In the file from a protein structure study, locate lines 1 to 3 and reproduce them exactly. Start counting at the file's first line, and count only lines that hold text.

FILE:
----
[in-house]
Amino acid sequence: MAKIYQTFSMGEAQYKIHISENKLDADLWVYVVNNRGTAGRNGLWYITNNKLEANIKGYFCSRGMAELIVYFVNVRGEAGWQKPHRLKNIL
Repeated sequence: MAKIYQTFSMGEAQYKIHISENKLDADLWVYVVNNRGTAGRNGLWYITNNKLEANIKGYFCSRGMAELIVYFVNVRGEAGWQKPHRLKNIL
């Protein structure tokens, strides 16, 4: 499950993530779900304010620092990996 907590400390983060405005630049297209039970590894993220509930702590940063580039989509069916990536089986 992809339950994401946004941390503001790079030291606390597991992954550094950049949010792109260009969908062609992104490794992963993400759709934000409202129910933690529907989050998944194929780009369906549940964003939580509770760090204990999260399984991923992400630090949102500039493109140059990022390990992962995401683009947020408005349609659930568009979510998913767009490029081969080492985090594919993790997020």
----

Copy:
[in-house]
Amino acid sequence: MAKIYQTFSMGEAQYKIHISENKLDADLWVYVVNNRGTAGRNGLWYITNNKLEANIKGYFCSRGMAELIVYFVNVRGEAGWQKPHRLKNIL
Repeated sequence: MAKIYQTFSMGEAQYKIHISENKLDADLWVYVVNNRGTAGRNGLWYITNNKLEANIKGYFCSRGMAELIVYFVNVRGEAGWQKPHRLKNIL